One of the most contentious issues in Arizona politics in recent years has been how to fund K-12 education. Protests, legislative deals and voter initiatives have all played a part in how Arizona's schools get their money.
This week, the legislature waived the aggregate expenditure limit, a 40 year old voter approved law that caps how much money public school districts can spend each year based on a formula.
The limit is typically waived by the legislature each session, and this year marked a change as bills went through both chambers in bipartisan votes without talk of other moves in return.
Public school officials routinely say the cuts would be catastrophic and likely mean an early end to the school year.
"As someone who, as the chairman mentioned, served 24 years on a school board, I can tell you that the great bulk of the budget of a school district is personnel," Superintendent of Public Instruction Tom Horne, a Republican, told a legislative committee at the start of the session. "So we would be talking about massive layoffs of teachers, and the one-third of teachers who are left unable to handle the number of students that parents sent to be educated. It would be an incredible disaster and make it impossible to raise academics."
Horne got what he asked for, but the support was not unanimous. 14 Arizona house members and seven state senators opposed the bill.
Rep. Consuelo Hernandez (D-21) was among the yes votes. Her district runs from Tucson south to Nogales and along the border to Bisbee. She is also a member of the Sunnyside Unified School District Board.
"I represent a majority Latino, African-American mixed population of students who, at this point, we're playing games with their lives as well as everyone in education across Arizona. I think this is a no-brainer, to be quite honest with you, and I commend Representative [David] Cook for bringing this forward. I don't think this should take that much courage, to vote to lift an artificial cap that was placed in 1980."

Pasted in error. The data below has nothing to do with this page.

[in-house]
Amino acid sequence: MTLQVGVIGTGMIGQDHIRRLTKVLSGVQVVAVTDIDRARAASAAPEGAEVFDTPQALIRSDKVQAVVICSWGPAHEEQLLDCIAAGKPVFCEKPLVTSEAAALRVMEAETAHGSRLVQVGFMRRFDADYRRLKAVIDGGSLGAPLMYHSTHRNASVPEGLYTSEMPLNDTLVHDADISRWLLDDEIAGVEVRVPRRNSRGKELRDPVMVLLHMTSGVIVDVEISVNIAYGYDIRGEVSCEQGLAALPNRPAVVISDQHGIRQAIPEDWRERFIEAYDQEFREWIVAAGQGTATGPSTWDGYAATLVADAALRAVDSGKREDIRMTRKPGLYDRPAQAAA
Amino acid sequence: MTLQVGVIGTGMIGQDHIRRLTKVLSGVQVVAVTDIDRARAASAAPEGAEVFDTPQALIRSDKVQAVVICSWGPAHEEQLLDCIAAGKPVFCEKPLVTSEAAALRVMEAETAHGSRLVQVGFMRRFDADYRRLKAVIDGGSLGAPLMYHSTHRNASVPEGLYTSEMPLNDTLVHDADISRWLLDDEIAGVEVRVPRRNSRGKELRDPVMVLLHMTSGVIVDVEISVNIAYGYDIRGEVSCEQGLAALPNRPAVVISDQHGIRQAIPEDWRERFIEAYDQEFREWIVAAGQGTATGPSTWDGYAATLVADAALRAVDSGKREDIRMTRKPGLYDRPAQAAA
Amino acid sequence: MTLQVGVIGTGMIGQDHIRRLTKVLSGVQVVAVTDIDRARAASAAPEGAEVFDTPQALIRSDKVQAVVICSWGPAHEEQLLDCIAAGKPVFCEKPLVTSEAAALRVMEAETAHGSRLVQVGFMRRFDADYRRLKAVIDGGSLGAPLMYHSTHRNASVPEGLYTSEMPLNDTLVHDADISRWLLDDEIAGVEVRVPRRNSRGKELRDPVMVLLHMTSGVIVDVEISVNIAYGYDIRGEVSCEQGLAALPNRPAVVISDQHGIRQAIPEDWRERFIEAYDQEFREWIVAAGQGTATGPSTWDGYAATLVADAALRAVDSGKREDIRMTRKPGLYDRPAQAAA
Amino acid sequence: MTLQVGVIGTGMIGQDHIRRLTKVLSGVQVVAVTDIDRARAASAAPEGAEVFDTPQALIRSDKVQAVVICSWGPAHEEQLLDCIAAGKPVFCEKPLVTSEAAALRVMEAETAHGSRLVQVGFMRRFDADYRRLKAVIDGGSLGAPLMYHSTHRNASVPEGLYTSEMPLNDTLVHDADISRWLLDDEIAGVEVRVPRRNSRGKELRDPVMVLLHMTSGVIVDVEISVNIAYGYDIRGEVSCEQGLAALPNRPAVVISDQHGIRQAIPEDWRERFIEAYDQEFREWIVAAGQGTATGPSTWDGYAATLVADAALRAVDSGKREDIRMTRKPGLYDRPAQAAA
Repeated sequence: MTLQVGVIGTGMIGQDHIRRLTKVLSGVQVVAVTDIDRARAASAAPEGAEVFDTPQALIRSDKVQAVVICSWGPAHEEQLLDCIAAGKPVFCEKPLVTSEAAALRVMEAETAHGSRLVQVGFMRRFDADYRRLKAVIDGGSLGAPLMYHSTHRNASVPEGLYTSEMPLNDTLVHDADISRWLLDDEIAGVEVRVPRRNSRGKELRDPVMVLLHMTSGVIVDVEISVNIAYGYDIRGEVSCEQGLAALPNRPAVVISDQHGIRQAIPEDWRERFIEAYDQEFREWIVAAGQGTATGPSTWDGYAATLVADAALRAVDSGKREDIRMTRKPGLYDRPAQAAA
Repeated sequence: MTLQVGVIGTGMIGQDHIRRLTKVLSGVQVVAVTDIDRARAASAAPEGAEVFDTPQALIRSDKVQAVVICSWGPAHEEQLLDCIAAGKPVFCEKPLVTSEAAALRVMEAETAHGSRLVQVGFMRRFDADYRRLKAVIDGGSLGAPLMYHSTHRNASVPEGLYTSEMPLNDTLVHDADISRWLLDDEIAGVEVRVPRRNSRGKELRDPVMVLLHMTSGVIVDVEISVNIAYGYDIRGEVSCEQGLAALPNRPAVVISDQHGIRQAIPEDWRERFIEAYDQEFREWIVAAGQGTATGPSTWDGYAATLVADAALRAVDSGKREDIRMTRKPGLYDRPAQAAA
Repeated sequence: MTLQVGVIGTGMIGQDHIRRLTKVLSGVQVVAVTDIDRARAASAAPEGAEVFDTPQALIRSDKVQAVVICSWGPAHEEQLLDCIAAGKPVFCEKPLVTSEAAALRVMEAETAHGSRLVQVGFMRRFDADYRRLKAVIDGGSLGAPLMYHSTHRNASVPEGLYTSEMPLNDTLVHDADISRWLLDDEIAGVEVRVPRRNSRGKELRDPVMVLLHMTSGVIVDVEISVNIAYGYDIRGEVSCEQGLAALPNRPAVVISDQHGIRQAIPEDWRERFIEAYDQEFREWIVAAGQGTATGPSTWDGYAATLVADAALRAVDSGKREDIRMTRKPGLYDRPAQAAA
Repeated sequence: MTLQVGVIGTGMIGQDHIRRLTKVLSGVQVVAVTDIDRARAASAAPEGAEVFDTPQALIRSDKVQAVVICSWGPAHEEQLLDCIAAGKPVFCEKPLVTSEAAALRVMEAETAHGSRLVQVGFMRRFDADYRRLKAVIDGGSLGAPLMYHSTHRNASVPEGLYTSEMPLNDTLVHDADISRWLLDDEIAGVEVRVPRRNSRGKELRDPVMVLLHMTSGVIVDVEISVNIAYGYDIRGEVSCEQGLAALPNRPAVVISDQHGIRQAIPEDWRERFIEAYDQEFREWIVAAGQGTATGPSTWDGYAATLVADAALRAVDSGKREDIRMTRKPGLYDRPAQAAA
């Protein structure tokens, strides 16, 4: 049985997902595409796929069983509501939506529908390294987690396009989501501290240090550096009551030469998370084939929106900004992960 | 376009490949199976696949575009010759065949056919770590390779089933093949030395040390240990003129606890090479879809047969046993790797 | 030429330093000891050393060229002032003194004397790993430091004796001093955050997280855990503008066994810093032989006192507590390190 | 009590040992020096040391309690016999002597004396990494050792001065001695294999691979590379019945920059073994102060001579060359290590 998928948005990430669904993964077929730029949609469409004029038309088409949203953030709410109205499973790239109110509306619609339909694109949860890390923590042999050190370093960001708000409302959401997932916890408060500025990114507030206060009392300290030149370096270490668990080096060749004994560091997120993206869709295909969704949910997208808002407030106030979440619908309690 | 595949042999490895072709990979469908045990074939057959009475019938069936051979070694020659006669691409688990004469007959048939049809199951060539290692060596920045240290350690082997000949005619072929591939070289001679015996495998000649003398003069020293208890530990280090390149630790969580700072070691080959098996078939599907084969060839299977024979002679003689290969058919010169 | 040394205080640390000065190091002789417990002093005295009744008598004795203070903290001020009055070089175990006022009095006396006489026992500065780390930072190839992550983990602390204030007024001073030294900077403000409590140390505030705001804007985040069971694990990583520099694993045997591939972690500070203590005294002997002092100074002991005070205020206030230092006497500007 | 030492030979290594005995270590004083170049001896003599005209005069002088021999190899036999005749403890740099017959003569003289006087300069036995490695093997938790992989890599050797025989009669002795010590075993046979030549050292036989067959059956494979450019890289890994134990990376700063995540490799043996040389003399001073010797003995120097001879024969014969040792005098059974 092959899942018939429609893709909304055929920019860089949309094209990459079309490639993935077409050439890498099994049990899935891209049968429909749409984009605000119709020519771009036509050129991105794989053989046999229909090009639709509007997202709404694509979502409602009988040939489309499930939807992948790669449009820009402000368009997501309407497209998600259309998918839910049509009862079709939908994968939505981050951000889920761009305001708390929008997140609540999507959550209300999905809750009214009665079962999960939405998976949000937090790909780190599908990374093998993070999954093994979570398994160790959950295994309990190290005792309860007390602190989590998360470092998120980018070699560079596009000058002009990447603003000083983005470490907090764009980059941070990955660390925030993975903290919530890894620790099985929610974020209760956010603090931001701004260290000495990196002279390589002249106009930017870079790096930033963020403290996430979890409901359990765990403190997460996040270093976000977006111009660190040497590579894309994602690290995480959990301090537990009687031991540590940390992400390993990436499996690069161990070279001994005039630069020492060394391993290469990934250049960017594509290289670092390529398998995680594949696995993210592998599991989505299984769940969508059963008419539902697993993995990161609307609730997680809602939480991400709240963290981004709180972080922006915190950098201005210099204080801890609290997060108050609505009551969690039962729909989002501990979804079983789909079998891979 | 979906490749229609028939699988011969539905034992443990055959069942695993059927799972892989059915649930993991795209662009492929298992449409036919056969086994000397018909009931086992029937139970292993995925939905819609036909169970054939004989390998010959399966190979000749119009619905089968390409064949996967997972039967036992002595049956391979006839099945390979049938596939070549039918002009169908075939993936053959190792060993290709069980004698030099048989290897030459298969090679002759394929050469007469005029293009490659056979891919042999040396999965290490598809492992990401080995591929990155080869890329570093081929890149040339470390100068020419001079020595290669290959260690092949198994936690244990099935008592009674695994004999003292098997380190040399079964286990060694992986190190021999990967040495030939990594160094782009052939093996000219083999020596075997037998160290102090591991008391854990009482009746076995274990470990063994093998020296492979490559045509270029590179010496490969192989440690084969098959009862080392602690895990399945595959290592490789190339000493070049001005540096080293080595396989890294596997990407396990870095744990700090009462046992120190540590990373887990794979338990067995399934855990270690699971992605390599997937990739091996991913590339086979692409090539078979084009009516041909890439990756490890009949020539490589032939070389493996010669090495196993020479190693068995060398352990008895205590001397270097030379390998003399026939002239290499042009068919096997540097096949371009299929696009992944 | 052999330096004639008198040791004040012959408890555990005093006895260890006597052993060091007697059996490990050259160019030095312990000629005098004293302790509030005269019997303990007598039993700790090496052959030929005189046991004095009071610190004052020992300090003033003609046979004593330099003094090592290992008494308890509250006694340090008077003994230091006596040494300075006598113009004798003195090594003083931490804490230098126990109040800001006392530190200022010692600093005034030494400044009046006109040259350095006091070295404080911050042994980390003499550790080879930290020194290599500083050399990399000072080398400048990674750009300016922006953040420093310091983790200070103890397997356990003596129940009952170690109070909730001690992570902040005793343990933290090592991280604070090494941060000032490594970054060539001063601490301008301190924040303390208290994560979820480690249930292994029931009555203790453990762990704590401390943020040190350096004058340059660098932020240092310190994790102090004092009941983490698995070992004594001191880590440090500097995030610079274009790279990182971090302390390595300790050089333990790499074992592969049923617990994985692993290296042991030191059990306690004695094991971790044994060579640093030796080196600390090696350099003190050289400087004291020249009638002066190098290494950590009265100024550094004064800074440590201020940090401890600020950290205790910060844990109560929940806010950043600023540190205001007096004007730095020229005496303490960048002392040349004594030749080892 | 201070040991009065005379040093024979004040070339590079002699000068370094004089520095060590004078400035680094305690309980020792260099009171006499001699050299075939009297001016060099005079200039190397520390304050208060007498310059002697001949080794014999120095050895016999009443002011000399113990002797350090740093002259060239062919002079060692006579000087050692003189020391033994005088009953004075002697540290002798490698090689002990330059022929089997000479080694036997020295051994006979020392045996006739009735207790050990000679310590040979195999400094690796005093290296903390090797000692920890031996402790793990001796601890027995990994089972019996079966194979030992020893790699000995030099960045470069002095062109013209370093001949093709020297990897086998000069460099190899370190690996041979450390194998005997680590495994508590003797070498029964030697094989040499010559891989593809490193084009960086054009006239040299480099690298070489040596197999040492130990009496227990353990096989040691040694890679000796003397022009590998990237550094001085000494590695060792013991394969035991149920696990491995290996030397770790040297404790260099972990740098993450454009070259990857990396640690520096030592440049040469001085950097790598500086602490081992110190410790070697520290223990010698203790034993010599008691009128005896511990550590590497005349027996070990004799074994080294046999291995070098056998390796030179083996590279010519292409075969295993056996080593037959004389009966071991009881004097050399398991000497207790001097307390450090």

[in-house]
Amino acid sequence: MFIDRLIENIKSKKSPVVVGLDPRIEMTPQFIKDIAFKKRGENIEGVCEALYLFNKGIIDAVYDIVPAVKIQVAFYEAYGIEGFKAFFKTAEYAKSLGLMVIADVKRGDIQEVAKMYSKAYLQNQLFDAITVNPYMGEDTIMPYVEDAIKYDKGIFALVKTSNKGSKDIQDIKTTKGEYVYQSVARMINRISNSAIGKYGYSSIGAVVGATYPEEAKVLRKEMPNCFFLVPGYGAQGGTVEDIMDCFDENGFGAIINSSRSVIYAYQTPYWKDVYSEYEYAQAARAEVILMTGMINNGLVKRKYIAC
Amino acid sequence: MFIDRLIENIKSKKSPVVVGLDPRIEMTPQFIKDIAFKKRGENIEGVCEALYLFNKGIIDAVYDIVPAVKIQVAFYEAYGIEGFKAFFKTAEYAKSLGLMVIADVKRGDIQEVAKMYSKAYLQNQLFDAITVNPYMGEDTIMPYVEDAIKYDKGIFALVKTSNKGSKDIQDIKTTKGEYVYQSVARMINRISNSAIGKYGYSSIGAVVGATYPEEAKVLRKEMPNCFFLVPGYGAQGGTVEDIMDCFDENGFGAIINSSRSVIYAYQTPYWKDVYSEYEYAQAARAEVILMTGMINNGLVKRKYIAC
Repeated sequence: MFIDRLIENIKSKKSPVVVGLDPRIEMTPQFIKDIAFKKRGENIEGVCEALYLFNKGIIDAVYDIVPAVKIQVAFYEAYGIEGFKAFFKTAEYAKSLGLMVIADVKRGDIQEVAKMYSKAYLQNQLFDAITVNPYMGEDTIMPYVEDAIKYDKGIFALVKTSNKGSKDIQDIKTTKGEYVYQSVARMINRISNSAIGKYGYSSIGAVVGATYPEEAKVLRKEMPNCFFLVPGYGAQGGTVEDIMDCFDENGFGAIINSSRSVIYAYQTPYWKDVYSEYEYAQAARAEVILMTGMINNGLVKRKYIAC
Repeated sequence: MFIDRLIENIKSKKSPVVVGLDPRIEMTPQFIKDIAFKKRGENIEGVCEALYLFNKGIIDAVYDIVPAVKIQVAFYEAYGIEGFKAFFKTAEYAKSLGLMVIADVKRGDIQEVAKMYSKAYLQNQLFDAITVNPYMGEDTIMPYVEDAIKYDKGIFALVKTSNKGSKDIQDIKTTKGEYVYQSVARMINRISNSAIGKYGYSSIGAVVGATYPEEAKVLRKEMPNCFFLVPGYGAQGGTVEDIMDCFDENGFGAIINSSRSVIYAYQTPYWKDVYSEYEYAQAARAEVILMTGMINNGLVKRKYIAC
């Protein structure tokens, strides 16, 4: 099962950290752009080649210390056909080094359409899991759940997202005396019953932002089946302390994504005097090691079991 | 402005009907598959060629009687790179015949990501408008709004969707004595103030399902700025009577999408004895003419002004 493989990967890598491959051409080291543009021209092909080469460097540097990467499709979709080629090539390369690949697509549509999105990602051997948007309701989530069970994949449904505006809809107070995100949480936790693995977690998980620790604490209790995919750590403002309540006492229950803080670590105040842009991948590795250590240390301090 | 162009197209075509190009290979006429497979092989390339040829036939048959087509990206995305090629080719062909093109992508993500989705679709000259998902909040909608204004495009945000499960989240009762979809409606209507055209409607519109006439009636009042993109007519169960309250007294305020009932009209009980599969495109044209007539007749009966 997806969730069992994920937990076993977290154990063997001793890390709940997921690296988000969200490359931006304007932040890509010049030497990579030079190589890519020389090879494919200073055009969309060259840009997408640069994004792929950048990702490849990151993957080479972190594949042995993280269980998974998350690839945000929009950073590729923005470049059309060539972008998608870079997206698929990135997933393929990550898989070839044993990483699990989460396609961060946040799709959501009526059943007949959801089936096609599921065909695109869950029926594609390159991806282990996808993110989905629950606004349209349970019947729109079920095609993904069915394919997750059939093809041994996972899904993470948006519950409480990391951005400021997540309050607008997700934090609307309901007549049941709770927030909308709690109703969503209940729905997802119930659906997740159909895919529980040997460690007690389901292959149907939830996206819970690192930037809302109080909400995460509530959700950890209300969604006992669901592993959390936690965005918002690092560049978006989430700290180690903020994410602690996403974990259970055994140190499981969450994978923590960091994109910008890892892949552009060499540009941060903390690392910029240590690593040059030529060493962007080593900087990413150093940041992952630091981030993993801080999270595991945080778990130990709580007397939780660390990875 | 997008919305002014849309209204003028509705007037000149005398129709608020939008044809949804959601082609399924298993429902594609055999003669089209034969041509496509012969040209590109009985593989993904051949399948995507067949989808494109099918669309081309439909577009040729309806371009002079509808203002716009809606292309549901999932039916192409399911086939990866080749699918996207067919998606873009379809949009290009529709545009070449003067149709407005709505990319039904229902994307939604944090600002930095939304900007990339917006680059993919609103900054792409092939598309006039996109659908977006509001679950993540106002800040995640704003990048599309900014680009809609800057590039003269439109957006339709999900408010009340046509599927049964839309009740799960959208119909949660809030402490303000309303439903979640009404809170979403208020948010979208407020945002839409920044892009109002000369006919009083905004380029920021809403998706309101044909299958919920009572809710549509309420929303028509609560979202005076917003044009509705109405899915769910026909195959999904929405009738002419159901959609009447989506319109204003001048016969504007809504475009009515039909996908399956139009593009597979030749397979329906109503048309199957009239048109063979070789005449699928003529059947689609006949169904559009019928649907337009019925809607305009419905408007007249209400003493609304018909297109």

All three lawmakers from Legislative District 17, which spans the suburbs to Tucson's east and north, including parts of Vail, Marana, Oro Valley, and Tanque Verde, were among the votes against waiving the AEL. All three are Republicans.
In the House, Rachel Jones said she was proud of Marana Unified School District for "doing it right.
"I don't believe that that's the case with all the school districts and that's why I have hesitations. I also wanted to have a guarantee that we would be able to stop doing temporary solutions to this and kicking it down the can down the road and actually getting something permanent and fix this once and for all so that it doesn't have to put the school districts through the stress every year of wondering if they're going to have their funding or not. I do believe that this is not a funding issue for some districts. It's a mismanagement of funding issue so that's another one of my hesitations on this."
The district's senator, Justine Wadsak, noted that many of the school districts in her area do a good job, also mentioning MUSD by name. But she leveled a number of accusations at the Tucson Unified School District.
"When it comes to TUSD, it's incredibly disappointing to know that when we went through the 20 percent [by] 2020 [proposal from Gov. Doug Ducey], our teachers actually in 2020 received a four percent decrease in pay. They're actually losing money. They're getting paid less. I don't understand how that even happens. We keep giving money to the schools and the teachers are losing, and I thought all of this was supposed to be about the teachers and the classrooms and the students. We need to have systemic reforms and they need to benefit students, families and teachers. and that is not happening right now, not in most of my district."
AZPM reached out to TUSD about Wadsack's claim. We received the following statement from District Superintendent Gabriel Trujillo:
"The Senator's statement is inaccurate. In FY 2020, teachers were awarded a $1,500 increase to their base salary across the board. The normal salary step for teachers is a $500 increase each year. For school years 2019-2020 and 2020-2021 this district raised base teacher salaries by $1,500 each year, for a total of $3,000 covering the entirety of fiscal year 2020. The statement that teachers went backwards on the salary schedule, took a pay cut, or experienced a reduction in overall compensation at any percentage level in 2020 is erroneous and deceptive."